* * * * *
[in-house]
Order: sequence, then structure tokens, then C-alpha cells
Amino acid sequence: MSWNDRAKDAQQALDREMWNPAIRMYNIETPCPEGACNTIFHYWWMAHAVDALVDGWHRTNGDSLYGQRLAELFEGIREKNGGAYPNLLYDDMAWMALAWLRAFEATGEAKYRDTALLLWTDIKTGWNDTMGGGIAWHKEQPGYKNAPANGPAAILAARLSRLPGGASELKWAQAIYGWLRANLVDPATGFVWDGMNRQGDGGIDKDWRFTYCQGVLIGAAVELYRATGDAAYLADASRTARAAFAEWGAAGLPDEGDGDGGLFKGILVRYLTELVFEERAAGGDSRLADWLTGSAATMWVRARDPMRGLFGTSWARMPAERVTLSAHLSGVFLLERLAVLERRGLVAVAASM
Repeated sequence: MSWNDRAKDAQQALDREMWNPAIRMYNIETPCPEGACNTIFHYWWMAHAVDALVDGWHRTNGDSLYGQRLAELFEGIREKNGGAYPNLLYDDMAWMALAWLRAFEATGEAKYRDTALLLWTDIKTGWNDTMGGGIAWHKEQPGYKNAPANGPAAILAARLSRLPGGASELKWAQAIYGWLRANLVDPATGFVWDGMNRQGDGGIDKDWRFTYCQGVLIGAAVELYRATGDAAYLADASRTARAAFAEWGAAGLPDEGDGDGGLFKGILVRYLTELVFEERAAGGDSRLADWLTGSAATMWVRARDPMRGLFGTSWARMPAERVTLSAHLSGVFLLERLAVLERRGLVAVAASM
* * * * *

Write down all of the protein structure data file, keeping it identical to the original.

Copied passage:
[in-house]
Order: sequence, then structure tokens, then C-alpha cells
Amino acid sequence: MSWNDRAKDAQQALDREMWNPAIRMYNIETPCPEGACNTIFHYWWMAHAVDALVDGWHRTNGDSLYGQRLAELFEGIREKNGGAYPNLLYDDMAWMALAWLRAFEATGEAKYRDTALLLWTDIKTGWNDTMGGGIAWHKEQPGYKNAPANGPAAILAARLSRLPGGASELKWAQAIYGWLRANLVDPATGFVWDGMNRQGDGGIDKDWRFTYCQGVLIGAAVELYRATGDAAYLADASRTARAAFAEWGAAGLPDEGDGDGGLFKGILVRYLTELVFEERAAGGDSRLADWLTGSAATMWVRARDPMRGLFGTSWARMPAERVTLSAHLSGVFLLERLAVLERRGLVAVAASM
Repeated sequence: MSWNDRAKDAQQALDREMWNPAIRMYNIETPCPEGACNTIFHYWWMAHAVDALVDGWHRTNGDSLYGQRLAELFEGIREKNGGAYPNLLYDDMAWMALAWLRAFEATGEAKYRDTALLLWTDIKTGWNDTMGGGIAWHKEQPGYKNAPANGPAAILAARLSRLPGGASELKWAQAIYGWLRANLVDPATGFVWDGMNRQGDGGIDKDWRFTYCQGVLIGAAVELYRATGDAAYLADASRTARAAFAEWGAAGLPDEGDGDGGLFKGILVRYLTELVFEERAAGGDSRLADWLTGSAATMWVRARDPMRGLFGTSWARMPAERVTLSAHLSGVFLLERLAVLERRGLVAVAASM